When you make it down this way Sam, let’s hook up and play some tennis. I’m in North Orange County area. Or how bout this, golf during the day and tennis at night?

    1. Sounds good Mike! What level are you USTA?

      The tennis bill looks high doesn’t it? Part of it is due to the monthly club dues, and probably $60 is food, you know, a lemonade and club sandwich after a morning match lol.

      Playing on club tennis courts really spoils me to play on public courts. But of course I gladly will with friends.

  17. Sunil l Entrepreneurship & Personal Finance

    kudos to you Sam for containing cc expenses under $1,500, especially in SFO. don’t think i can ever do that. with that said, i do check the statements every 3-4 months and tick off every charge. i typically round all gas pump charges, restaurant bills, etc. to the nearest round figure. checking for outliers is much easier this way.

    1. Thanks, but I do have more expenses since I pay cash for 20% of my stuff, and the DH pays some bills too. I’m going to write a follow up derivative post on corporate cards.

  18. This is about what I do with my card – most of my bills come right out of the bank account, and everything else goes on the card. I used to try to keep it under 1500, but I realized taht was a bit too loose. In november it was under 700 – and Hopefully it will be in December also. I always see where most of my money goes before I send them a payment.

    1. Cool. I think more and more online banks have their own expense trackers now. I know Citibank just rolled out something. Perhaps your bank has done the same and no more need for Quicken, and perhaps many other budget type software!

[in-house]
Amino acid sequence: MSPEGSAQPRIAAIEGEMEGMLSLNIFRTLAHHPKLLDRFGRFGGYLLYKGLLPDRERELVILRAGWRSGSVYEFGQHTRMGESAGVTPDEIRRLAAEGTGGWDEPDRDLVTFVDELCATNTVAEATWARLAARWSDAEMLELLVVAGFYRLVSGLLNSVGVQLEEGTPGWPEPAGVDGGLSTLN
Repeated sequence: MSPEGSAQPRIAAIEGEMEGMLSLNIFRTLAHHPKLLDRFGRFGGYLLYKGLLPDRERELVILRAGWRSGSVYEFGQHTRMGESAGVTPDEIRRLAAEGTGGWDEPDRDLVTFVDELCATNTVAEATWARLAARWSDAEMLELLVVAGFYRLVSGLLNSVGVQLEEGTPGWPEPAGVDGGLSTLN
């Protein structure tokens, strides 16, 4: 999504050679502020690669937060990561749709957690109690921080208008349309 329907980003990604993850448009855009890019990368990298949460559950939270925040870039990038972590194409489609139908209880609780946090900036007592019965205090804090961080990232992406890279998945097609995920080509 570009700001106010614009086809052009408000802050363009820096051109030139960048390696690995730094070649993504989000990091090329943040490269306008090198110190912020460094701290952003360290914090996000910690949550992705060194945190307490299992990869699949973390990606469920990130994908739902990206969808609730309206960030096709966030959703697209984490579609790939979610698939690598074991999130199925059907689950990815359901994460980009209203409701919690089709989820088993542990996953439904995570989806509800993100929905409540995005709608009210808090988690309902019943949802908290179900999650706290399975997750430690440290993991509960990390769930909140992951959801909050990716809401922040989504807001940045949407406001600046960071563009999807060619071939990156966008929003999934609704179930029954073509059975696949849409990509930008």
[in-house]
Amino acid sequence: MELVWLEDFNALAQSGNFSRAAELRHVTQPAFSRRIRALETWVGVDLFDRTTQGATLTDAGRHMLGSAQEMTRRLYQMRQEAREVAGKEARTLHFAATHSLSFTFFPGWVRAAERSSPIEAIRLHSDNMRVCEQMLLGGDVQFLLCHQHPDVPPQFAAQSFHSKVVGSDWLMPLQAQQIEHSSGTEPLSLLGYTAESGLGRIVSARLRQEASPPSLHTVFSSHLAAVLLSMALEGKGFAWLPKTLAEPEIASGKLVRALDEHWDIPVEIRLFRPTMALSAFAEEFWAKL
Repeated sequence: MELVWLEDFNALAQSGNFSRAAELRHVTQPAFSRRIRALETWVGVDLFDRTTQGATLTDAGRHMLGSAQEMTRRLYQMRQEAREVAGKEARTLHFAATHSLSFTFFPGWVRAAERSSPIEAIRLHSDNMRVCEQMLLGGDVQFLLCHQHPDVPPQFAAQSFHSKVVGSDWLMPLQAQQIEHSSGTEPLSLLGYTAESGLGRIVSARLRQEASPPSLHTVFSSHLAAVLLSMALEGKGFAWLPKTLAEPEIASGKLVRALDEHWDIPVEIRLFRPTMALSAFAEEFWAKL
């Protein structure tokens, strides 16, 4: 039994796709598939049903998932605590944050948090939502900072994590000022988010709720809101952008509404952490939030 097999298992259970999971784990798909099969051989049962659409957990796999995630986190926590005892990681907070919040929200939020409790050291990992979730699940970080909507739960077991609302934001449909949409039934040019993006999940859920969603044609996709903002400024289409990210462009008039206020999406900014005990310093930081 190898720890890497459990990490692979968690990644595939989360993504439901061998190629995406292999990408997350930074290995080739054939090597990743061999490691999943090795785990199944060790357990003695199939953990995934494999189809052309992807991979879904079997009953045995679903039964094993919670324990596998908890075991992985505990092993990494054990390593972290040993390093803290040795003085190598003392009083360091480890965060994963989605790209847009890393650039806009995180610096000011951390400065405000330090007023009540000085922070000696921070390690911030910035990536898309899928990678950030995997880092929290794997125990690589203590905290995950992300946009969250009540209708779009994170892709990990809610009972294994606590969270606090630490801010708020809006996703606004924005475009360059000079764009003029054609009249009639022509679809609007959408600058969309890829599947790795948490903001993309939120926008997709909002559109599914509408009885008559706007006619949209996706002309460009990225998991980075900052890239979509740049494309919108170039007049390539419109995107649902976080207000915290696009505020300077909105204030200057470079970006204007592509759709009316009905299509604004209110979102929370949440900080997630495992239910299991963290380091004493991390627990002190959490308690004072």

19. Untemplater

    I put almost everything on my credit card too. A lot of restaurants and lunch places only take cash in SF though so I use cash for those places and at the farmers markets. 1000 a month is a good goal if it includes most all of your expenses. I should find out what the interest rate is on mine out of curiosity. I haven’t had to leave a balance on it when the bill comes but it’d be good to know what the rate is.

  20. Thanks for sharing your personal bill with your readers. From what I can see, it would be very easy for you to achieve your savings goals if you were willing to make minor changes in your lifestyle, in particular the amount of times you eat out.

  21. I’ve only just started using my credit card for everyday charges since my debit card no longer offers rewards points (and I like my points!) So far, I prefer one card to the other since it categorizes my charges. Of course, I also keep track in Quickbooks so I’m probably over doing it. But I’d rather be safe than sorry!

  22. We look at our credit card bill in detail each month. However the best approach for us is to also total the categories to determine if we have stayed on budget. My goal is to do this once a month but it most often happens every two months.

        1. Let’s start by saying that we use our credit card for the many of our expenses so that we can maximize the “cash back” feature. Examples: health insurance, groceries, clothing, dr’s visits, gas, charity donations, auto insurance, etc. Our bill averages between $3K – $4k per month. The variance is due to when insurances hit or dentist office visits for all 6 of us, etc.